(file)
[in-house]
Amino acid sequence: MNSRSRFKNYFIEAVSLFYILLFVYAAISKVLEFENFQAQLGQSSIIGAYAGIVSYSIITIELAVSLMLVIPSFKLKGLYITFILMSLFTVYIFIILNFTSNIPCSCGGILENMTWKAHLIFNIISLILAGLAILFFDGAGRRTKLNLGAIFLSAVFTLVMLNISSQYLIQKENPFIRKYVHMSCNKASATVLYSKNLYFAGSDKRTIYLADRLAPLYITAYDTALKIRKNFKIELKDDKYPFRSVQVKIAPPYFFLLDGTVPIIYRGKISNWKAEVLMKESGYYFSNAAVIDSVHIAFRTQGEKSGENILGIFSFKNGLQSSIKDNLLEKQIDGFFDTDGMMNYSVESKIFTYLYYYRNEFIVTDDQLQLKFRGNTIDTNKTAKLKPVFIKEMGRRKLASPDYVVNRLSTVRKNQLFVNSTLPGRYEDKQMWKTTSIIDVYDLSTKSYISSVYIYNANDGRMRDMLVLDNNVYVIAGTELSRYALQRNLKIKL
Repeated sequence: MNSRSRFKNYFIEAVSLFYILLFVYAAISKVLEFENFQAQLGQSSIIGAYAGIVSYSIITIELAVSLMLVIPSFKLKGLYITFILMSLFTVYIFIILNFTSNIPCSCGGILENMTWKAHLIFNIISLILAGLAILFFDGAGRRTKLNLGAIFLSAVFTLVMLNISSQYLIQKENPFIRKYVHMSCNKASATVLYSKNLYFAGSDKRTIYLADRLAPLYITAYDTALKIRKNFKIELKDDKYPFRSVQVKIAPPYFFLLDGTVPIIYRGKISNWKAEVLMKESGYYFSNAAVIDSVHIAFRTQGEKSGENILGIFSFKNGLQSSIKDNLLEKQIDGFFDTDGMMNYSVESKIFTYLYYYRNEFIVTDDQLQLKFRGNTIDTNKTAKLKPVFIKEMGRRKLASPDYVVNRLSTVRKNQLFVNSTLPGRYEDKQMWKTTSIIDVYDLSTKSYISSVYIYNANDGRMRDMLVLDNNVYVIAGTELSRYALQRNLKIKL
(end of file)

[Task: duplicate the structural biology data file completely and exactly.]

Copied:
[in-house]
Amino acid sequence: MNSRSRFKNYFIEAVSLFYILLFVYAAISKVLEFENFQAQLGQSSIIGAYAGIVSYSIITIELAVSLMLVIPSFKLKGLYITFILMSLFTVYIFIILNFTSNIPCSCGGILENMTWKAHLIFNIISLILAGLAILFFDGAGRRTKLNLGAIFLSAVFTLVMLNISSQYLIQKENPFIRKYVHMSCNKASATVLYSKNLYFAGSDKRTIYLADRLAPLYITAYDTALKIRKNFKIELKDDKYPFRSVQVKIAPPYFFLLDGTVPIIYRGKISNWKAEVLMKESGYYFSNAAVIDSVHIAFRTQGEKSGENILGIFSFKNGLQSSIKDNLLEKQIDGFFDTDGMMNYSVESKIFTYLYYYRNEFIVTDDQLQLKFRGNTIDTNKTAKLKPVFIKEMGRRKLASPDYVVNRLSTVRKNQLFVNSTLPGRYEDKQMWKTTSIIDVYDLSTKSYISSVYIYNANDGRMRDMLVLDNNVYVIAGTELSRYALQRNLKIKL
Repeated sequence: MNSRSRFKNYFIEAVSLFYILLFVYAAISKVLEFENFQAQLGQSSIIGAYAGIVSYSIITIELAVSLMLVIPSFKLKGLYITFILMSLFTVYIFIILNFTSNIPCSCGGILENMTWKAHLIFNIISLILAGLAILFFDGAGRRTKLNLGAIFLSAVFTLVMLNISSQYLIQKENPFIRKYVHMSCNKASATVLYSKNLYFAGSDKRTIYLADRLAPLYITAYDTALKIRKNFKIELKDDKYPFRSVQVKIAPPYFFLLDGTVPIIYRGKISNWKAEVLMKESGYYFSNAAVIDSVHIAFRTQGEKSGENILGIFSFKNGLQSSIKDNLLEKQIDGFFDTDGMMNYSVESKIFTYLYYYRNEFIVTDDQLQLKFRGNTIDTNKTAKLKPVFIKEMGRRKLASPDYVVNRLSTVRKNQLFVNSTLPGRYEDKQMWKTTSIIDVYDLSTKSYISSVYIYNANDGRMRDMLVLDNNVYVIAGTELSRYALQRNLKIKL